Writing this week at Eurogamer, Dan Pearson described the cult computer phenomenon Dwarf Fortress as “a game of almost pure administration. A game of such Byzantine complexity that, after ten years of incremental releases and updates, the number of people who really, completely understand it is negligible.” With that said, it might come as no great shock that the source code for Dwarf Fortress could find a home at the Museum of Modern Art following the death of one of the game’s creators, according to a different Eurogamer report today.
The game, developed by the brothers Tarn and Zach Adams, was part of the 2012 MoMA exhibition “Applied Design.” During that time, the museum asked the creators for the source code to be added to their collection—and the brothers say they are game. “I haven’t actually prepared the document yet,” Tarn Adams told Eurogamer. “But I’ve told the people that would be handling my computers when I die or whatever, that they can go ahead and send it to the MoMA.”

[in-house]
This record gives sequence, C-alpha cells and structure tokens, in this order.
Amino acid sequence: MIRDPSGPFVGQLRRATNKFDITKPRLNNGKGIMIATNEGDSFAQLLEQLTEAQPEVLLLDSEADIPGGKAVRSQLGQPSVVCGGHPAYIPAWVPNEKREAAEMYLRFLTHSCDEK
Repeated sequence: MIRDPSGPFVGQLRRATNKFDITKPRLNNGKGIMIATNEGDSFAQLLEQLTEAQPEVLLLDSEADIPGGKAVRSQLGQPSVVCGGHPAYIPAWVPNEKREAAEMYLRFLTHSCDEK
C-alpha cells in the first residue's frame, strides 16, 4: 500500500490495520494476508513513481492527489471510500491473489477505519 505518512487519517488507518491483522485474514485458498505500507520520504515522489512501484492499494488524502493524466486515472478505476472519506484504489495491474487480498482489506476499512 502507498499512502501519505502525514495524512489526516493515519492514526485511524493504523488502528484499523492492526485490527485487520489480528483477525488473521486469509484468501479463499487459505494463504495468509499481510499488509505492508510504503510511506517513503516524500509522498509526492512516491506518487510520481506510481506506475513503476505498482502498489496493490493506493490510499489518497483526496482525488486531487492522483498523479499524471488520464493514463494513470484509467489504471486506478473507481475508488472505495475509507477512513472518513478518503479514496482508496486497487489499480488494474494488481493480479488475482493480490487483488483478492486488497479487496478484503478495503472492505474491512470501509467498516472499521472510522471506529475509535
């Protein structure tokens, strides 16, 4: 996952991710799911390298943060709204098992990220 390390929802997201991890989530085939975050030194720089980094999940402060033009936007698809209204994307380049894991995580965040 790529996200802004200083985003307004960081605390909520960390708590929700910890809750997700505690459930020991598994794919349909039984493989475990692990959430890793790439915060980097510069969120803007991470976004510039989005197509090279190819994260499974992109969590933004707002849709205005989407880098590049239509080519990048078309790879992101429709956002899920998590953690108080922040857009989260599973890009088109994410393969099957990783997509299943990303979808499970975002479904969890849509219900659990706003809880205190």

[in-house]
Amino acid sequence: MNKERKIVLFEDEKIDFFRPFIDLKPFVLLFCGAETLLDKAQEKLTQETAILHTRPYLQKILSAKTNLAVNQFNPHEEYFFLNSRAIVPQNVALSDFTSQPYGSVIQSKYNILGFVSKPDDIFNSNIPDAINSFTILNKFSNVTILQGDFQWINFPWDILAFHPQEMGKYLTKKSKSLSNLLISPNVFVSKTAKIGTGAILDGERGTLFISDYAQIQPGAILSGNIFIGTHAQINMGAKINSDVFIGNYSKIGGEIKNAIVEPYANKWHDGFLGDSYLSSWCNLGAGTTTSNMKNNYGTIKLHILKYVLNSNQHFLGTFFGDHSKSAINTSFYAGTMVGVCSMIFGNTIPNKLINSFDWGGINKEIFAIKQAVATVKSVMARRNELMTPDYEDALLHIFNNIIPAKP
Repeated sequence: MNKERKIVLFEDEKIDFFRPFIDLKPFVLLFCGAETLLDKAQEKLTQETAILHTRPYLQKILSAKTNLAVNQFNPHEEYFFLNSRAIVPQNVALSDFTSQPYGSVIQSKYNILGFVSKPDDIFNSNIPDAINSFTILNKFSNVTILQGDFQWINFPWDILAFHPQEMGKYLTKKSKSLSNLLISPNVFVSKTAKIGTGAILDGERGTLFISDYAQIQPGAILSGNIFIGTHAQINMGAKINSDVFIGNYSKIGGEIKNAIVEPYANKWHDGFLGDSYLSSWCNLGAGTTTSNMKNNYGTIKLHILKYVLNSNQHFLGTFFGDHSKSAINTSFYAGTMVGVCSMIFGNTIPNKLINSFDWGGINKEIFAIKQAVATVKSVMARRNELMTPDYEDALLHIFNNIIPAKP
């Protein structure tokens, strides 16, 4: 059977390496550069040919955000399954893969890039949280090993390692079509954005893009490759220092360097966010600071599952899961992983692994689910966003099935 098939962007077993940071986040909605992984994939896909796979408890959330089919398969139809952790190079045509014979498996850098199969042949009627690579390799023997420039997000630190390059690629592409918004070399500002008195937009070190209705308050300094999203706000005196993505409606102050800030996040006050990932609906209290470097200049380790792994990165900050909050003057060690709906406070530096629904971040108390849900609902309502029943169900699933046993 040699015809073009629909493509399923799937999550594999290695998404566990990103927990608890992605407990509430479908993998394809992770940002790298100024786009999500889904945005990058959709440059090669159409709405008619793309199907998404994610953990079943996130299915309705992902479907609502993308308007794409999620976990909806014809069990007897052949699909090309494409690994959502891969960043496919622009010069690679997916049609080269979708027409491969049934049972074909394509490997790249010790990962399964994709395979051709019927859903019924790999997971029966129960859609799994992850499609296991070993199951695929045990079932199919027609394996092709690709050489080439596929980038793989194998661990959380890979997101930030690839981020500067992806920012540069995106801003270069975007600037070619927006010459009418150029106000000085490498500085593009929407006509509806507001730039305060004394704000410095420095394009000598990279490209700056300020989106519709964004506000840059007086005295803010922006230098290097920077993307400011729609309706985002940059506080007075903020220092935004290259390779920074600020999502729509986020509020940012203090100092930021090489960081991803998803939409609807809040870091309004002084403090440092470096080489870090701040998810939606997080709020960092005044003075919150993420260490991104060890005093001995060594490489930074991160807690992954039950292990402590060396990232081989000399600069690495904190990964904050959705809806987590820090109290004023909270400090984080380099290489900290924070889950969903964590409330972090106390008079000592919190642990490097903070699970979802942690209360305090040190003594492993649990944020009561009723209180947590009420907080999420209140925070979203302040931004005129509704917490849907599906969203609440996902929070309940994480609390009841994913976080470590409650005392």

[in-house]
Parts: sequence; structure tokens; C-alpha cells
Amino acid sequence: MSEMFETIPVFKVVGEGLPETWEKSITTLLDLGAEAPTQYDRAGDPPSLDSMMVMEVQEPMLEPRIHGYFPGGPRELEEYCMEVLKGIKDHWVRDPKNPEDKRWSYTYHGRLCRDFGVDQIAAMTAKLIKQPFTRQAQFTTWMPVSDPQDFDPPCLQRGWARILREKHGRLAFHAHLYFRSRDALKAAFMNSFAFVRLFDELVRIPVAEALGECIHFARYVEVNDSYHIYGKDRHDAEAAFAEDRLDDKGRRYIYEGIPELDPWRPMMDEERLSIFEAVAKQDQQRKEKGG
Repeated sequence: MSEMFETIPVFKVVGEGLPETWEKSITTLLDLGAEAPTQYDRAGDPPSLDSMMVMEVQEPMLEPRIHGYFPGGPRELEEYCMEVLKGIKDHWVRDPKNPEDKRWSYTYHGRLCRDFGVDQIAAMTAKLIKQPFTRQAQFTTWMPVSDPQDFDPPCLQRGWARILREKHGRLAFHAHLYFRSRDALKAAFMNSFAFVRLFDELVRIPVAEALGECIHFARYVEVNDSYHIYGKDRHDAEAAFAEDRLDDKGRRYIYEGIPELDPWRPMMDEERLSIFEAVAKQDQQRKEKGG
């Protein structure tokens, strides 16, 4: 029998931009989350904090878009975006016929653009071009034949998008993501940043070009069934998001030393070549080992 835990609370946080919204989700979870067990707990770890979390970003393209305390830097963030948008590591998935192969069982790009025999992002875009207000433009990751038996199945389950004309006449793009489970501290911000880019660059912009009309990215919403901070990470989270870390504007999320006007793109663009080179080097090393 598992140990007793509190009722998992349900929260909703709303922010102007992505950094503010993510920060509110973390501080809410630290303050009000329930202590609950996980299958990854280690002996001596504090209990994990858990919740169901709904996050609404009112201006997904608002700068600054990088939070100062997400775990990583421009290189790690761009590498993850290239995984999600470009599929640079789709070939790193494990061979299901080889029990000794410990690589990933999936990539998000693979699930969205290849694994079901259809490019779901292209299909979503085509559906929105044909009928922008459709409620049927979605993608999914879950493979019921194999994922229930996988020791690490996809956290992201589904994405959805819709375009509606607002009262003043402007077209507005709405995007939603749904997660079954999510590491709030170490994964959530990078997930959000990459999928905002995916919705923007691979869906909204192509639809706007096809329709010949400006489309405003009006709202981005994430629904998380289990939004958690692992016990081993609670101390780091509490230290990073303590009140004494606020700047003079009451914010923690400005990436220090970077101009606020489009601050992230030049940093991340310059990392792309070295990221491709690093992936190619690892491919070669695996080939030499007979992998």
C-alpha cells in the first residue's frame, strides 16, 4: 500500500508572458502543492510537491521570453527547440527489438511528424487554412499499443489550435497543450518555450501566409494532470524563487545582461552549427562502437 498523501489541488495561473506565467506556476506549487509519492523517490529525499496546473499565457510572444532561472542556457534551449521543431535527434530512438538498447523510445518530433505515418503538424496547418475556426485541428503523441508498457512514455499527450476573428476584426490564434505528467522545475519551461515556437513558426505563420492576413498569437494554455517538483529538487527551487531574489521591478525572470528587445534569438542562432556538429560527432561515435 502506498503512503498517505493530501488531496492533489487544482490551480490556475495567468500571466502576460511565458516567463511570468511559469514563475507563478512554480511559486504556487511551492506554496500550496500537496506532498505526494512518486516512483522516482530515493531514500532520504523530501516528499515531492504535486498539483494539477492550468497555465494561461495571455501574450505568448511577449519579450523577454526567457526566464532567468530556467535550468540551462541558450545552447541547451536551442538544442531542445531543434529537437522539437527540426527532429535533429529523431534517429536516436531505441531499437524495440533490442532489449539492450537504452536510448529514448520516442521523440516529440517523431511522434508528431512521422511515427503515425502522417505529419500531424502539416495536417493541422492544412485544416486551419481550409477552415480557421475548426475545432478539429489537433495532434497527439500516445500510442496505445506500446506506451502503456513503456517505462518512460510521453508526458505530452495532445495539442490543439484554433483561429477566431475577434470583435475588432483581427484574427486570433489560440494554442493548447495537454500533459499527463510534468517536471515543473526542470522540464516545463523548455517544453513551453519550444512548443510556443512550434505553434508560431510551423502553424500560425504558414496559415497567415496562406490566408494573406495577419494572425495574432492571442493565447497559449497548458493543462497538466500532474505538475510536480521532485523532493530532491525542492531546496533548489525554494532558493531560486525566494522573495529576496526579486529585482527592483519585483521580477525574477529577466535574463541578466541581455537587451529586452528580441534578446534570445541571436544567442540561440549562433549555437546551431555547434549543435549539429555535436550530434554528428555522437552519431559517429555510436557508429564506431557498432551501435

First released in 2006, Dwarf Fortress is a totally free management simulation game revolving around the construction of a dwarf domicile. It uses primitive ASCII-based computer graphics as its aesthetic grounding and absurdly complex parameters to create a singular gaming experience. “This is a game which calculates the volume of blood in every creature it generates so it knows how much alcohol it would have to consume to get drunk, an update which, remarkably, ended up covering people’s fortresses in cat vomit,” Pearson noted.
The most recent update to the game is version 0.43.05, which, according to the creators, indicates that Dwarf Fortress is only around 43 percent finished. “It’s not like we’re saying we’re 43 percent through simulating reality,” Adams told Eurogamer. “That’s ridiculous, that’s just what the fans say.”